At the end of the day I’m not sure why this is.  Sure, there are plenty of medical studies linking food and endorphines.  Refined sugars and carbs give us a temporary high, blah blah blah.  But I can think back through the experiences of my life, and the food is never the thing that stands out.  Food has never been able to replace or replicate any real emotional high for me, but I’ve turned to it for years.

Don’t think there’s really an answer at the end of the day.  I’ll just continue to ponder while I work out my own grastronomic mathematical equation.


How to make an Equestrian Ribbon Quilt

I’ve wanted one of these for a long time.

I mean, you don’t even need to be a horse person to think that the quilt/wall hanging to the right is really, really pretty – not to mention creative!  If you haven’t seen or heard of one of these, it’s a quilt made entirely out of horse show satin ribbons.  I’ve done different kinds of horse showing all my life, and have secretly been lusting after one of these.  However, there were a few problems with me acquiring a ribbon quilt of my own:

  1. I am really cheap, and they are not.  It’s a ton of work, so they’re (rightfully) expensive no matter who you order one from.
  2. I have strange horse show ribbons.  The show circuit I used to show Elvis at had a rainbow stripe down the middle of their ribbon, and they liked to do “fun colors” for Championships instead of the traditional blue, red and yellow (the best ribbons I ever got from that show series were light purple, and black orange and red).
  3. I don’t have tons and tons of ribbons to make a really impressive quilt yet.  What can I say?  I was an amateur shower at best!

So after showing model horses (hold your giggles) for a year and a half while I lived in MA and had affordable access to real horses, I collected quite a lot of model show ribbons.  They moved to Texas with me, and were just hanging out on the wall looking very juvenile.  Since these were ribbons I won with fake horses (again, hold the giggles) they didn’t have a ton of sentimental value like my Elvis ribbons – so I decided to try and make my own ribbon quilt.

Step 1 – Cut your fabric, hack apart and sort your ribbons.

I have about 25 rosettes to make this quilt out of, and I knew that wasn’t a ton of ribbons so I decided to keep the size at about 3′ x 3′.  Measuring isn’t my forte, sot he final quilt is more of an interpretive size… but that’s what I cut my original fabric at.  I then cut the rosettes off of all my ribbons (this part was a little painful) and sorted the satin strands by color.

Step 2 – Pin your design onto the fabric

I went for a simple pattern of 5 squares in co-ordinating colors, surrounded by matching (as closely matching as possible, I was working with a lot of funky colors for these ribbons) ribbon color backgrounds.  I then was going to frame the entire quilt in yellow ribbons.  So I basically eyeballed (again, not a huge fan of measuring) my design and then just pinned it onto the fabric with regular sewing pins.  The pattern of 5 squares ended up looking like this:

Step 4 – Sew Ribbons onto the Fabric (and oh my god step 4 takes FOREVER)

It sounds really easy, just sew the ribbons onto the fabric, but there are some tricks to make it a lot easier that I discovered and will share with you in hopes they make your quilt turn out a bit more symmetrical than mine.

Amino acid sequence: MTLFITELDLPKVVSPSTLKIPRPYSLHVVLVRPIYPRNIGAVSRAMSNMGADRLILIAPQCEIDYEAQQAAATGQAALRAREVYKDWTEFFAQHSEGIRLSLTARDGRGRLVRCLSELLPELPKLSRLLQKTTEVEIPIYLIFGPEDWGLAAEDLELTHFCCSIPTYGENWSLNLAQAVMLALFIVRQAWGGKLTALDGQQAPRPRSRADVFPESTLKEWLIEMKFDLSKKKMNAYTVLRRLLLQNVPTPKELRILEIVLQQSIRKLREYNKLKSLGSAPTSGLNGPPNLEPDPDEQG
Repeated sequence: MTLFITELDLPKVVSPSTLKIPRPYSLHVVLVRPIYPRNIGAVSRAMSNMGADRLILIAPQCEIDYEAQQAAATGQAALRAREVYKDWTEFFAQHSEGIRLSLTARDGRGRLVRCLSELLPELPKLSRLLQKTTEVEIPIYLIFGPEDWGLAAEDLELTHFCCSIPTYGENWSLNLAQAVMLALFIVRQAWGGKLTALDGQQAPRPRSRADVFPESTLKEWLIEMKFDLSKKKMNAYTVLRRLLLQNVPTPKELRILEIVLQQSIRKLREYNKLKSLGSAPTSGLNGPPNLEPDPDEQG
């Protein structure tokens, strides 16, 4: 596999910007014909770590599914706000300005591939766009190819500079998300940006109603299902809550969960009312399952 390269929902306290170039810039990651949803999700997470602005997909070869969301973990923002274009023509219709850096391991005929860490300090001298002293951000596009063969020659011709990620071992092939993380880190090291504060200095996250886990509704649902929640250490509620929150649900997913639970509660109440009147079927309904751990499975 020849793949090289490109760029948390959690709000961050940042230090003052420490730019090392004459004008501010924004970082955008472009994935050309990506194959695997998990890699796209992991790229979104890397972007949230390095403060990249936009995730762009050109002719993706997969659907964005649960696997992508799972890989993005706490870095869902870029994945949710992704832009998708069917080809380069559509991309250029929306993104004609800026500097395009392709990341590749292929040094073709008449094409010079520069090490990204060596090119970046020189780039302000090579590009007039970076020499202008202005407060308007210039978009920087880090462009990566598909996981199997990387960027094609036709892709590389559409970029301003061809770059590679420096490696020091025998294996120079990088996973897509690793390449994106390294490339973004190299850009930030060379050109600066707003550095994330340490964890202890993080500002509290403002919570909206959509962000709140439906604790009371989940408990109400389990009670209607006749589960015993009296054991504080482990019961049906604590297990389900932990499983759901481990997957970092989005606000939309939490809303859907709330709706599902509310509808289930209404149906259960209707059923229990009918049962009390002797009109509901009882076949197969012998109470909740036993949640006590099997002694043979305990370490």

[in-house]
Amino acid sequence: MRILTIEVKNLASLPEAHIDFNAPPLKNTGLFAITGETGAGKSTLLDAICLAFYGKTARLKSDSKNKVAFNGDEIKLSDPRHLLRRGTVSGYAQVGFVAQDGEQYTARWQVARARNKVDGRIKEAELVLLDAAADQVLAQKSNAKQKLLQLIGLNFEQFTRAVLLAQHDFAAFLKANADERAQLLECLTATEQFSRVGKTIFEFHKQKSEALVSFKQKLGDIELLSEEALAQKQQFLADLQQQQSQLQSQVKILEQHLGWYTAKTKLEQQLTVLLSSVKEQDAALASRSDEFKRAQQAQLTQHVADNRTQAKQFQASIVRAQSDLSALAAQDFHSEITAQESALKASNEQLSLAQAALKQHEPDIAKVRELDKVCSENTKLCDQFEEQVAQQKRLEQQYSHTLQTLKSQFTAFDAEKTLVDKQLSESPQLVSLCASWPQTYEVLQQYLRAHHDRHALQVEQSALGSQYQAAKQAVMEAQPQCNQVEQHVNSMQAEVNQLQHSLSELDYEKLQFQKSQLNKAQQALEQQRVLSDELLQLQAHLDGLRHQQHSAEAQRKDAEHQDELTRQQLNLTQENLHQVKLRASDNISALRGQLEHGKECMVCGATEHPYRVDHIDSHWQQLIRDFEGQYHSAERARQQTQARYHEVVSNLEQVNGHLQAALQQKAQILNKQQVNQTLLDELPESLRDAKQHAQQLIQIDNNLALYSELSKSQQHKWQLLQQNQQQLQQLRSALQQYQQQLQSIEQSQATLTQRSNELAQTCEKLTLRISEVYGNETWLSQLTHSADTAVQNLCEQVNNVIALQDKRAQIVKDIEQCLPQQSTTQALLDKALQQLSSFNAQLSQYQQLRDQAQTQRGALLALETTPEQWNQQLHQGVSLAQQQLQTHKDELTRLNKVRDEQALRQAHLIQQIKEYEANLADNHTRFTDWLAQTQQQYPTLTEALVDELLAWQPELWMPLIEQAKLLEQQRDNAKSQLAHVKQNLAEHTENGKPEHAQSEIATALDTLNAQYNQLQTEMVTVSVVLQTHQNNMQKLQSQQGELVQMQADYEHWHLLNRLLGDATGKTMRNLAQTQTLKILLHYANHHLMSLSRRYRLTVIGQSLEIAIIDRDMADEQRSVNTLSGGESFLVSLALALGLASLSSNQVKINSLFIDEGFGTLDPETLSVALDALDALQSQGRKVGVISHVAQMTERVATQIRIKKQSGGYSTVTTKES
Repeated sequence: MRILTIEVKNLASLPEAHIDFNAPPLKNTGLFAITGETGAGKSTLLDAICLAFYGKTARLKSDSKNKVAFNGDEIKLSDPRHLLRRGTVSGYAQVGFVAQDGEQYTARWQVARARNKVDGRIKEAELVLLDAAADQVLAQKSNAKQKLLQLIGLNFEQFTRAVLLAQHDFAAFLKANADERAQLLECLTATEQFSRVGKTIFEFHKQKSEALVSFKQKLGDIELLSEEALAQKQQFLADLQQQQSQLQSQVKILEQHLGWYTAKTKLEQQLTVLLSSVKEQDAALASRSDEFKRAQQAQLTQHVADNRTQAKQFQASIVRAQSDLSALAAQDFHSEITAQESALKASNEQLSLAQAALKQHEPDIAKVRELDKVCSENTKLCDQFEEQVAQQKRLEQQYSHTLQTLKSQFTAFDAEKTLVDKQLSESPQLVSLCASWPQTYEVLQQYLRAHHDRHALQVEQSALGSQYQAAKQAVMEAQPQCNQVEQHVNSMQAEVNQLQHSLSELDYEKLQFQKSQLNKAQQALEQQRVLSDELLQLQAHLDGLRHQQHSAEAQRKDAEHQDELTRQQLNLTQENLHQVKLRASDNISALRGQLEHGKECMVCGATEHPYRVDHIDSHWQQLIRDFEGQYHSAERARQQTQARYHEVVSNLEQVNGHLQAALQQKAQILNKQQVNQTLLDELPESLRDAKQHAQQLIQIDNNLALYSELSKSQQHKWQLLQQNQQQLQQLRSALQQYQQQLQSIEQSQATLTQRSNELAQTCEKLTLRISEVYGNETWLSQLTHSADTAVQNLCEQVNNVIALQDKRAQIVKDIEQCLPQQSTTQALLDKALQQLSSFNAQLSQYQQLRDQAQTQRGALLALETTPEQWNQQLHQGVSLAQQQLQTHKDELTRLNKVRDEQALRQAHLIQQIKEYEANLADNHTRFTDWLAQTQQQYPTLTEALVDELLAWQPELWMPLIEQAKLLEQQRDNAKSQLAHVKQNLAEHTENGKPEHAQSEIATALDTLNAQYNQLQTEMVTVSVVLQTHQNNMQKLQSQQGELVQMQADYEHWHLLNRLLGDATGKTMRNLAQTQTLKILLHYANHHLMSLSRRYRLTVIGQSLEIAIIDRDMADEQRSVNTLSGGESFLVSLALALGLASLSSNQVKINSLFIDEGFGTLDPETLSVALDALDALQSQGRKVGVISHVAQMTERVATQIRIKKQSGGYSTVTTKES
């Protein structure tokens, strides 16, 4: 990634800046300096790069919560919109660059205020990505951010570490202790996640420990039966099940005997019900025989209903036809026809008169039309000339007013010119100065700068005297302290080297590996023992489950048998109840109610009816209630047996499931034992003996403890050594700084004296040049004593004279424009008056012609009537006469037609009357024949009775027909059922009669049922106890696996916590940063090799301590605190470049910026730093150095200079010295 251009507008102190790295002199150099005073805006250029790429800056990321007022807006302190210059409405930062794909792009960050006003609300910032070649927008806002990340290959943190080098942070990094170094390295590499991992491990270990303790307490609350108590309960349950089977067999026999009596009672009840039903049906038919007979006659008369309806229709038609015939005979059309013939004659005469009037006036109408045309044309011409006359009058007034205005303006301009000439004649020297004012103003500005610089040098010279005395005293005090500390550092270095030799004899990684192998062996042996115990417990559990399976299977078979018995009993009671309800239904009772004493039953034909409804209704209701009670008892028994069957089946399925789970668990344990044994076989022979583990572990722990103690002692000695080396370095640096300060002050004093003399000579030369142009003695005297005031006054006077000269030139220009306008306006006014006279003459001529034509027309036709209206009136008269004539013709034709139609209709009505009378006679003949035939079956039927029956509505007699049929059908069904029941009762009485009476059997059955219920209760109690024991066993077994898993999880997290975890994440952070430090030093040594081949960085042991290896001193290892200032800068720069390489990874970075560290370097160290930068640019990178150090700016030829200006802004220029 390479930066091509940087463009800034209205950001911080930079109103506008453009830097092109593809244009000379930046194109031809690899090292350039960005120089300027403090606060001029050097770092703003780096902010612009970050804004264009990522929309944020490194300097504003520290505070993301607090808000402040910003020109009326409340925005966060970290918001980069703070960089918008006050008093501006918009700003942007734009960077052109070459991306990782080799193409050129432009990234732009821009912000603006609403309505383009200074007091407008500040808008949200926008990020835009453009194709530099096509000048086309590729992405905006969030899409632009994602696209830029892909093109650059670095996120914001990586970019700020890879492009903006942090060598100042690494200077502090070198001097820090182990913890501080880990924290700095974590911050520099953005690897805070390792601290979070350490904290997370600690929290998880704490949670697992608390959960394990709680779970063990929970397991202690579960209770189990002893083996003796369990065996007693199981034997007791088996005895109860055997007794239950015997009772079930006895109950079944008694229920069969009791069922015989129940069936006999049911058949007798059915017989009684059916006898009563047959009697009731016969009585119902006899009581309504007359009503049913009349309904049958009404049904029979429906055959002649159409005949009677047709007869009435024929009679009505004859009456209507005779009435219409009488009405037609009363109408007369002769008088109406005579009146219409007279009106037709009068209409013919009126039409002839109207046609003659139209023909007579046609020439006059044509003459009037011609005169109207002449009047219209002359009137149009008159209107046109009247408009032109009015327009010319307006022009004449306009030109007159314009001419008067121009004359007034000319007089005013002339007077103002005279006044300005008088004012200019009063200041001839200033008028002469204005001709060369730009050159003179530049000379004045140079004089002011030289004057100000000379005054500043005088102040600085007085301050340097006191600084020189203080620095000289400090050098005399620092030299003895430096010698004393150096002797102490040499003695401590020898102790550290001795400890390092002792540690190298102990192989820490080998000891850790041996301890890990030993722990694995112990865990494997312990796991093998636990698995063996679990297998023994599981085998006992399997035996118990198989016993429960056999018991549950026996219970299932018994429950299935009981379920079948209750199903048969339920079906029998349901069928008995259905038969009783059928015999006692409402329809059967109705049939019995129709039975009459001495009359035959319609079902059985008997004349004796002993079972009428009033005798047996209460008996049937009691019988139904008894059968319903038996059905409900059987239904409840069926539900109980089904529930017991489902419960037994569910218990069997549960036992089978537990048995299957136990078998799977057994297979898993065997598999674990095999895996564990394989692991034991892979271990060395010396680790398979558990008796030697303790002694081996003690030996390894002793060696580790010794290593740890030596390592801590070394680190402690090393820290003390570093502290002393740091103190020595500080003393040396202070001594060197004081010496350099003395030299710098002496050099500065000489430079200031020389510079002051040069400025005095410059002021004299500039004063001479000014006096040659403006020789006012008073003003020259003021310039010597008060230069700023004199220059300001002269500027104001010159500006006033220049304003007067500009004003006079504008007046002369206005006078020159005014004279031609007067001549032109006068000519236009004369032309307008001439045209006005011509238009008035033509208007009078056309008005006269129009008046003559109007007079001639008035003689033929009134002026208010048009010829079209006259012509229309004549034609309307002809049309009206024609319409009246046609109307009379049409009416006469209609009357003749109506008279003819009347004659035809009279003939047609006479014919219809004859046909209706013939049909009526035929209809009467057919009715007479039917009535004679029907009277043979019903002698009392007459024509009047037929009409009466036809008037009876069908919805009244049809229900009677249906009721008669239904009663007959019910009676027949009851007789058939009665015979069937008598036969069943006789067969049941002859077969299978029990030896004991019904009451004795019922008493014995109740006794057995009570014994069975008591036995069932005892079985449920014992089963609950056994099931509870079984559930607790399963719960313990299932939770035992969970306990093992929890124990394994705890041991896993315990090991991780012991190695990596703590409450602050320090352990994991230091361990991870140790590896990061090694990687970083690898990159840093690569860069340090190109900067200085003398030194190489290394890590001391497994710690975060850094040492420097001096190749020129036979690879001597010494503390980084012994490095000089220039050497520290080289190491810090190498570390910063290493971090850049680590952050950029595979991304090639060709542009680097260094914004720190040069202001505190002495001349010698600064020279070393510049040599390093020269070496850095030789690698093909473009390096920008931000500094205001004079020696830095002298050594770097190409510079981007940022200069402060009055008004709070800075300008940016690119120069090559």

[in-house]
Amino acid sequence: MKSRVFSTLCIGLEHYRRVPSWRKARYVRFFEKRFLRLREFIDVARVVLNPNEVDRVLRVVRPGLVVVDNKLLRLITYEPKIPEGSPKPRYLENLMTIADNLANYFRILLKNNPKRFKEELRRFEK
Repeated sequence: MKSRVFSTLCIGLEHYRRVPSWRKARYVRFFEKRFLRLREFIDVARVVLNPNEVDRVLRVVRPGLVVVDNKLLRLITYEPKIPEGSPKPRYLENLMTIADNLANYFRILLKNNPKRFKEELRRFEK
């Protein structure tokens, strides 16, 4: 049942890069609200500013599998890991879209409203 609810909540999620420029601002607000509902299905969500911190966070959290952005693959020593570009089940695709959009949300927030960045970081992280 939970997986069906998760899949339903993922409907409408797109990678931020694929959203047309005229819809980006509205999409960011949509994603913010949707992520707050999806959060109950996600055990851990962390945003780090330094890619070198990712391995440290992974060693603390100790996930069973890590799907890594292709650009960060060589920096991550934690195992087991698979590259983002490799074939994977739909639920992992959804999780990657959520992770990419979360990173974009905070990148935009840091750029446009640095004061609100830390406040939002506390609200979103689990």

• Start with the “background” first, and then sew the squares.  When you sew the squares, sew the middle part first and work your way out.  That way your design will have some depth and the most prominent squares will be get sewed on top.
  • Change your thread color to match the satin ribbon.  Brown thread on a yellow ribbon looks ugly.  It takes more time to change the thread, but it’s worth it.
  • Make sure you stretch the fabric flat while you’re sewing the ribbon.  If not, you’ll end up with rippled satin ribbon and bunches of fabric sewn together under the ribbon.  My quilt doesn’t lay 100% flat because of this issue.
  • Measure stuff.  Eye balling is not 100% accurate, let’s just say that.

After you seq all your ribbons down, you can choose to bind your quilt with quilt binding or not.  I did because my edges were uneven.  If you want all ribbon and no cotton fabric showing, you could probably fold a ribbon halfway over to get the same effect.  I also used my binding to sew two little fabric “hooks” so I could hang my quilt to the wall.  You can do the same thing with ribbon as well.

Step 5 (the easy step) – Hot Glue on your Rosettes

If you look at the picture above of my sewn quilt, you’ll notice that a lot of corners don’t meet evenly.  That’s okay, because I knew that my rosettes would cover a lot of imperfections where my squares met.  So I saved my cut rosettes from earlier, and just hot glued them in place on the quilt where I wanted them.  I put one in every square, and then at every corner of a square… but you can do as many or as little as you want.

And voila!  You’re done :)

It’s not remarkably hard, but it does take A LONG time – and this was a really simple design I chose.  This project took me about two weeks working off and on.  A nice sewing machine is a definite plus with a project like this.  I don’t think gluing the ribbons or sewing by hand would be an option.  Just remember, you should probably measure when you make your own quilt!